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Blame the Caveman For Your Love of Junk Food

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Did you ever wonder why so many people are attracted to junk food? Or why ice cream, french fries and soda pop so often win out over brown rice and broccoli?

It's not actually a conspiracy by fast-food companies to bewitch people into eating things that aren't good for them. Well, not completely. It's largely due to an evolutionary instinct that was useful when people wandered around in the woods searching for food, thousands of years ago.

In the distant past, we depended heavily on our senses to make a decision of what to eat and what not to
eat. In nature, foods that were sweet were almost always safe to eat and were good for us -- they made our
hunger go away. Foods that smelled odd, or tasted bitter or sour usually meant they were potentially toxic or spoiled, and less safe to eat. That was pretty useful information for a person who lived in a hunting and gathering era, and wanted to avoid starving or getting poisoned.

In the modern environment, where we buy food in supermarkets or restaurants, those same survival instincts are serving only to make us obese and chronically ill.

We have a routine choice of what to eat and how much to eat, and with depressing consistency we often
choose the wrong things -- the ones that carry lots of macronutrients, like carbohydrates, sodium and fats.
Because foods that are high in sugars, sodium and fats are readily palatable to us, we eat them too much!

The science of flavour -- how we taste and smell it, why we like or don't like it -- is still in its infancy. In a series of recent publications in Chemical Senses, we learned that the "congruency" of the different
components of flavour is a key to how we perceive the overall flavour of foods. Flavour components that seem to "go" together, like vanillin and sugar, are perceived as a unified sensation that seems to come from the mouth. And barely detectable vanillin becomes so much stronger when sugar is added to vanilla-flavoured drink or custard, making it even more palatable.

Actually, that's our brain playing a trick on us. Vanillin, the primary component of the vanilla bean, has
no sweet taste at all, it's only a smell. And the pleasant sensation is coming not from your mouth but from
the nose, through the passageway between the back of the mouth and the back of the nose.

Then, the final decision about what something tastes like is made in neither the mouth nor nose -- it's in your brain, where sensory signals are processed and "bind" as a unified, harmonious perception, like "vanilla custard." That data gets relayed back to your mouth where you believe the sensations are coming from.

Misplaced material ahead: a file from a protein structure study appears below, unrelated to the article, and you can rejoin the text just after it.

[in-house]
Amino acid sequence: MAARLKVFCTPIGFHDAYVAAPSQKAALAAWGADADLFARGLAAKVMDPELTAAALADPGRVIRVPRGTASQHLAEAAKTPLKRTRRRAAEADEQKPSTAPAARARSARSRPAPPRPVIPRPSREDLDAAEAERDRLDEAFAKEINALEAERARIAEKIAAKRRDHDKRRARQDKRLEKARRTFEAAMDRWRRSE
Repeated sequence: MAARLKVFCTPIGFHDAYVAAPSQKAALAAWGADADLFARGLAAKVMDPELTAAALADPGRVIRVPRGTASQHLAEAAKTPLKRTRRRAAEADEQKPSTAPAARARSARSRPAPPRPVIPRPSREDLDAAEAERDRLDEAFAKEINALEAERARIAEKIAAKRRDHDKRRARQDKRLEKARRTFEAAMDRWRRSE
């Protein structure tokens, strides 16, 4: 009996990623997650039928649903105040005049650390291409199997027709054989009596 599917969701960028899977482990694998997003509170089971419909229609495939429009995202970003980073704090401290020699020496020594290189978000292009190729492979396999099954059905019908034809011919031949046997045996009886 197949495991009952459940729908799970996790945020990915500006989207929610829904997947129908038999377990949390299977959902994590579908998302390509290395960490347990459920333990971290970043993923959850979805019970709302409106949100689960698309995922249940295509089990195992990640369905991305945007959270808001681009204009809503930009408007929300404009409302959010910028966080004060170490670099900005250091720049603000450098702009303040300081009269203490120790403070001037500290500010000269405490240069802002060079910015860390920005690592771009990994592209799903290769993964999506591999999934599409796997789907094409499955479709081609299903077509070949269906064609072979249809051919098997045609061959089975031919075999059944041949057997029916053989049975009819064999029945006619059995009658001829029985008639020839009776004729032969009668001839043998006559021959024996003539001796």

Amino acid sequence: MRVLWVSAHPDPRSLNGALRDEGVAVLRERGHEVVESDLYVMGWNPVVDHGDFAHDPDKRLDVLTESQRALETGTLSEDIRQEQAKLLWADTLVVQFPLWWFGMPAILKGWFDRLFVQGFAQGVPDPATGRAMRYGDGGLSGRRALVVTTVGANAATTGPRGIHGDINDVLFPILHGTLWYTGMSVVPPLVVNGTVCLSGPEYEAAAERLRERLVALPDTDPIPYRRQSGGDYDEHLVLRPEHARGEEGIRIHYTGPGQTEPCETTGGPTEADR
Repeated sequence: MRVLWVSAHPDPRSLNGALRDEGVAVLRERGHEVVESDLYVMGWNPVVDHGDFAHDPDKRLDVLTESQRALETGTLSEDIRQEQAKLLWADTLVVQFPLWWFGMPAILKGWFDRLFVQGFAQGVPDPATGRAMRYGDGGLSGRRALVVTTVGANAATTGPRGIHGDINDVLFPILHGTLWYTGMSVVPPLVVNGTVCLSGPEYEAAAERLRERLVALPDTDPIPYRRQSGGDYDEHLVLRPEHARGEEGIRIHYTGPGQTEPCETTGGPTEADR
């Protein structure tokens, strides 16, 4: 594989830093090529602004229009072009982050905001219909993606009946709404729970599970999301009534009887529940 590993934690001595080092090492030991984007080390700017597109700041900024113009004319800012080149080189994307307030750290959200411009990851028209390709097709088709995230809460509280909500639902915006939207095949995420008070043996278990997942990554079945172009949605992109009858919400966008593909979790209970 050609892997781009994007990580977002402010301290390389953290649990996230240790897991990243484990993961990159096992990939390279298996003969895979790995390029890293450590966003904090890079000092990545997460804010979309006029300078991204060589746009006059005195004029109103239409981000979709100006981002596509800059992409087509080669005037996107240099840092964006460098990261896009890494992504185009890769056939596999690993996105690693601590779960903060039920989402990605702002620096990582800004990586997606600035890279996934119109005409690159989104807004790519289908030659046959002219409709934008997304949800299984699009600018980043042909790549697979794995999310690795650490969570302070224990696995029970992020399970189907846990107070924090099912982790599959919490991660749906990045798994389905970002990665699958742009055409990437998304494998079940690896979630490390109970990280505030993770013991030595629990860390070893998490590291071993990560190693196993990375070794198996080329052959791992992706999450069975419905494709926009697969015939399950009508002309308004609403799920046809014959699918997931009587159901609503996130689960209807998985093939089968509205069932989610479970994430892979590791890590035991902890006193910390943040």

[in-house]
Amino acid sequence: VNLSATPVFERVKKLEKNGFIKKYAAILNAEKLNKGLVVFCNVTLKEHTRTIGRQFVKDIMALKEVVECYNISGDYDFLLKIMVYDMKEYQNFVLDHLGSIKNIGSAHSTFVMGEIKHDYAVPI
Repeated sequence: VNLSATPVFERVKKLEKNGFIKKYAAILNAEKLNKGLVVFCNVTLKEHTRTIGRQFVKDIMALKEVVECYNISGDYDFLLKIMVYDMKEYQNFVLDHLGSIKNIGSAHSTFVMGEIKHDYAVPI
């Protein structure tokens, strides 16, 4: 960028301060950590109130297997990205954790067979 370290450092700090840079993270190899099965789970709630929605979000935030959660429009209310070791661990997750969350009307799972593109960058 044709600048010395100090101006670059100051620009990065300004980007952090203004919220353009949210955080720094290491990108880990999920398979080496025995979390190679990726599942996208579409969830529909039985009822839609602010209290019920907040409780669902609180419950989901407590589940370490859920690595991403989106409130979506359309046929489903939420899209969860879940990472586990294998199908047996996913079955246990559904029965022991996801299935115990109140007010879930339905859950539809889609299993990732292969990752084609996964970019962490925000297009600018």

There's just a lot we don't know about exactly how people perceive flavour, and how it plays a role in food choice and selection. When we learn more about these processes, it might be possible to more effectively
teach our palates to like what is good for us. In other words, to really enjoy eating broccoli just as much as eating an ice cream sundae.

The science of flavour is complicated. Some of the players include taste -- such as sweet, sour, salty, bitter,
and savory -- which is detected solely on the tongue; smell -- such as vanilla and basil -- which is exclusively
detected in the nose; and somesthesis, which includes things like touch (the texture of crème brûlée),
temperature (the warmth of soup), and irritation (the burn of hot peppers). All of these sensations provide
data to the brain, and it makes the final call.

If you really think you can "taste" everything in your mouth, take a sip of your favorite drink while pinching your nose, and see what it tastes like. Don't recognize it? Open your nose, and the familiar taste will reveal itself.

The perception of flavour is partly instinct but also a learned behavior. And because it can be learned, there are probably ways that we can teach it. Hardly anyone really likes the bitter taste of coffee the first time they drink it. Since the caffeine in coffee makes them feel energized, however, they learn to like its flavour.

We may never completely lose our desire for ice cream, and we don't have to. But science may help us find a way to deal a little better with our foods and our dietary choices.